Imaging bacteria with radiolabelled probes: Is it feasible?

Alberto Signore, Vera Artiko, Martina Conserva, Guillermina Ferro-Flores, Mick M. Welling, Sanjay K. Jain, Søren Hess, Mike Sathekge

Research output: Contribution to journalArticlepeer-review


Bacterial infections are the main cause of patient morbidity and mortality worldwide. Diagnosis can be difficult and delayed as well as the identification of the etiological pathogen, necessary for a tailored antibiotic therapy. Several non-invasive diagnostic procedures are available, all with pros and cons. Molecular nuclear medicine has highly contributed in this field by proposing several different radiopharmaceuticals (antimicrobial peptides, leukocytes, cytokines, antibiotics, sugars, etc.) but none proved to be highly specific for bacteria, although many agents in development look promising. Indeed, factors including the number and strain of bacteria, the infection site, and the host condition, may affect the specificity of the tested radiopharmaceuticals. At the Third European Congress on Infection/Inflammation Imaging, a round table discussion was dedicated to debate the pros and cons of different radiopharmaceuticals for imaging bacteria with the final goal to find a consensus on the most relevant research steps that should be fulfilled when testing a new probe, based on experience and cumulative published evidence.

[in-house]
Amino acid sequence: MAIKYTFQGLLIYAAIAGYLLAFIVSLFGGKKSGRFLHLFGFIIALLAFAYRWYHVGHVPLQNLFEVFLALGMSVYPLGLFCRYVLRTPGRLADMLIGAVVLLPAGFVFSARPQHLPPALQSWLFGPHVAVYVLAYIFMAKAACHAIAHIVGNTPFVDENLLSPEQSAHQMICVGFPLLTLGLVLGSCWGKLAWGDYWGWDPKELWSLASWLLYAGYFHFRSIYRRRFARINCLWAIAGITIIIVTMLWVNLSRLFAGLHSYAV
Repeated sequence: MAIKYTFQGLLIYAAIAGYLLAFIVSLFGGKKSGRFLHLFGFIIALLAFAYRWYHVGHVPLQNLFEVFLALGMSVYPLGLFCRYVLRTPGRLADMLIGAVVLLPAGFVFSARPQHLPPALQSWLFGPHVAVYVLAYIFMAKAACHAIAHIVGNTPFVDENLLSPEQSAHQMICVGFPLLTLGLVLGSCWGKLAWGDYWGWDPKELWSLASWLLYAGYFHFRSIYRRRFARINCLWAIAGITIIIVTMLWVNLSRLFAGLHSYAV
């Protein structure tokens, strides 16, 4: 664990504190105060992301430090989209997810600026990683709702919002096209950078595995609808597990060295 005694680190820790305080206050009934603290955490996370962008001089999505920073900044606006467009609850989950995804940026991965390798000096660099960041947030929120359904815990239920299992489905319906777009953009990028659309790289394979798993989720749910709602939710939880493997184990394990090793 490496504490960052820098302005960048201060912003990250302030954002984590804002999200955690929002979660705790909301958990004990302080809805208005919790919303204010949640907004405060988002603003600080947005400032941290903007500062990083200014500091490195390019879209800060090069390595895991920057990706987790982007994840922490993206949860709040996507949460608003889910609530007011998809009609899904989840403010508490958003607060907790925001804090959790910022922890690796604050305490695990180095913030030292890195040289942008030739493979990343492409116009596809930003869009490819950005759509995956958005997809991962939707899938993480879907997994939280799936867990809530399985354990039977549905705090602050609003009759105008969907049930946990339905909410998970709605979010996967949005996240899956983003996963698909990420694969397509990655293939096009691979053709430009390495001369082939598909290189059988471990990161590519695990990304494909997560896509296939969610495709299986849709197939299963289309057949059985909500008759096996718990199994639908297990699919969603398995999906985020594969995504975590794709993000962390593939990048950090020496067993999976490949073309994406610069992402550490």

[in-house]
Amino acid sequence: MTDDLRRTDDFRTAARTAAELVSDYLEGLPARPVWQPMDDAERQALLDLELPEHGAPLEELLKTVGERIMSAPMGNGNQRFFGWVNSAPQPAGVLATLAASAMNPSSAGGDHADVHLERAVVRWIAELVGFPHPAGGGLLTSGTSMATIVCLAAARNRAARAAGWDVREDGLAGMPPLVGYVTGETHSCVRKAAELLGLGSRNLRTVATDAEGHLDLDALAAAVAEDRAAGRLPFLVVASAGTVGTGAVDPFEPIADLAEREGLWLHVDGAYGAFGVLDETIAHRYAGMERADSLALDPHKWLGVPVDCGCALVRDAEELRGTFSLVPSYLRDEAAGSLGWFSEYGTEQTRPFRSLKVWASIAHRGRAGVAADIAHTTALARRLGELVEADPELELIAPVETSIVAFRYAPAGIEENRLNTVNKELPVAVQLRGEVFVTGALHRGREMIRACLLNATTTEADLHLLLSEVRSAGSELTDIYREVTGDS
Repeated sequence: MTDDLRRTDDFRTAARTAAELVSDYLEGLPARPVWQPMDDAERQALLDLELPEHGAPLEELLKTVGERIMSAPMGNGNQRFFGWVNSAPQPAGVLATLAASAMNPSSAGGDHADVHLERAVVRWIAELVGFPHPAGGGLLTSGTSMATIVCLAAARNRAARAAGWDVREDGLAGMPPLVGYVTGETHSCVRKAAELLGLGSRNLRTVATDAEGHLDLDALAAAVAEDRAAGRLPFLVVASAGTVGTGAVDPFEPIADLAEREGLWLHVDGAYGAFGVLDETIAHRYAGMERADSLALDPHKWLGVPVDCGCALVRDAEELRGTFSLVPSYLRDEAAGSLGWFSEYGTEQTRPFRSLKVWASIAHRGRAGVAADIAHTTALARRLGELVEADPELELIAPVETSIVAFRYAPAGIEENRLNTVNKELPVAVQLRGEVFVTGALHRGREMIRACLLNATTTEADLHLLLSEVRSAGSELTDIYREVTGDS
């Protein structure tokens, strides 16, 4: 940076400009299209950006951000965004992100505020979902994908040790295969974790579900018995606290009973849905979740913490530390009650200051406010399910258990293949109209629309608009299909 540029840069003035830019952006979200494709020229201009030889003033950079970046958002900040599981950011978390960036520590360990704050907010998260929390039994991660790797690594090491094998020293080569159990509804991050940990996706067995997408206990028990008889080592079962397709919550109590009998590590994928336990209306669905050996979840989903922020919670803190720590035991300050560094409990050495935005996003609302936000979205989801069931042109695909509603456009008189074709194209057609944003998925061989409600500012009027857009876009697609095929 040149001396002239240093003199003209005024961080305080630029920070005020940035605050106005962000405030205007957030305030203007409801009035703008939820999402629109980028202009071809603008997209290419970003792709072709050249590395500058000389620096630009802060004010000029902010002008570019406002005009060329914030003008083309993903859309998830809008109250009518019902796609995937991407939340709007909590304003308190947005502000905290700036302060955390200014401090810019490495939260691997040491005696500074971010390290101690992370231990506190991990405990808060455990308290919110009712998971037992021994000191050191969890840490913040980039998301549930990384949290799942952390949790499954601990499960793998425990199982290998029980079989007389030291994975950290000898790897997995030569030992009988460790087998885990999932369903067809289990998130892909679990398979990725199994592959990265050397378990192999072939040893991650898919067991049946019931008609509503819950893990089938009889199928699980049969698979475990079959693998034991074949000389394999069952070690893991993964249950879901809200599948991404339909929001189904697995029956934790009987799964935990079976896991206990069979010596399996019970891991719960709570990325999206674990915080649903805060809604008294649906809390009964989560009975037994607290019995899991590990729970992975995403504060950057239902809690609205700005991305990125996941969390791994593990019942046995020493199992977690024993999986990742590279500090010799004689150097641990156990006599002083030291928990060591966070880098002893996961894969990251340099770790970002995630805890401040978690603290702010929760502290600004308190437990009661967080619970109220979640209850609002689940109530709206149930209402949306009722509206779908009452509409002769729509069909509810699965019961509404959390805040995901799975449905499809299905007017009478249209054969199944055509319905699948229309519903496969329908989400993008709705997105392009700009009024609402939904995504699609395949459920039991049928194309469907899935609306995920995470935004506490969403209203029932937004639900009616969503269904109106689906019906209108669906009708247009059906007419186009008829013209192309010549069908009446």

Original languageEnglish (US)
Article number2372
Pages (from-to)1-10
Number of pages10
JournalJournal of Clinical Medicine
Issue number8
StatePublished - Aug 2020


  • Bacteria
  • Infection
  • Molecular imaging
  • Nuclear medicine
  • Radiopharmaceutical

ASJC Scopus subject areas

  • Medicine(all)


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